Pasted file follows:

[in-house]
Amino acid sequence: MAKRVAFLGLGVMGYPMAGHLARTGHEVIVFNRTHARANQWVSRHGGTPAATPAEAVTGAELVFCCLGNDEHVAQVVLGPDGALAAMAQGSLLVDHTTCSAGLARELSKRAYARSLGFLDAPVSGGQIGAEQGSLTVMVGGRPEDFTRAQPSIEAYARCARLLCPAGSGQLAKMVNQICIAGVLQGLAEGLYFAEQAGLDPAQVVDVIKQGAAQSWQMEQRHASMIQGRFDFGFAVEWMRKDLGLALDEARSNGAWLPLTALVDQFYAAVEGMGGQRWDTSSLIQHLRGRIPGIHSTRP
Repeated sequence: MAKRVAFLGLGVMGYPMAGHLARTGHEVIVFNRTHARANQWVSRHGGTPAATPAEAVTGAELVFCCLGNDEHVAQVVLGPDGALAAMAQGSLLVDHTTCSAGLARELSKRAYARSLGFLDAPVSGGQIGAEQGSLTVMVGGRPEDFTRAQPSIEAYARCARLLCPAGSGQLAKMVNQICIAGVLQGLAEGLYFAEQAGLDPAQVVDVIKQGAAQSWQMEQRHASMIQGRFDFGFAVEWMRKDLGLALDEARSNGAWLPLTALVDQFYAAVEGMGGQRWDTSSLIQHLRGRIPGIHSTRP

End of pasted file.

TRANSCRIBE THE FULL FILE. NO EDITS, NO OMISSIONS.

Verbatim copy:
[in-house]
Amino acid sequence: MAKRVAFLGLGVMGYPMAGHLARTGHEVIVFNRTHARANQWVSRHGGTPAATPAEAVTGAELVFCCLGNDEHVAQVVLGPDGALAAMAQGSLLVDHTTCSAGLARELSKRAYARSLGFLDAPVSGGQIGAEQGSLTVMVGGRPEDFTRAQPSIEAYARCARLLCPAGSGQLAKMVNQICIAGVLQGLAEGLYFAEQAGLDPAQVVDVIKQGAAQSWQMEQRHASMIQGRFDFGFAVEWMRKDLGLALDEARSNGAWLPLTALVDQFYAAVEGMGGQRWDTSSLIQHLRGRIPGIHSTRP
Repeated sequence: MAKRVAFLGLGVMGYPMAGHLARTGHEVIVFNRTHARANQWVSRHGGTPAATPAEAVTGAELVFCCLGNDEHVAQVVLGPDGALAAMAQGSLLVDHTTCSAGLARELSKRAYARSLGFLDAPVSGGQIGAEQGSLTVMVGGRPEDFTRAQPSIEAYARCARLLCPAGSGQLAKMVNQICIAGVLQGLAEGLYFAEQAGLDPAQVVDVIKQGAAQSWQMEQRHASMIQGRFDFGFAVEWMRKDLGLALDEARSNGAWLPLTALVDQFYAAVEGMGGQRWDTSSLIQHLRGRIPGIHSTRP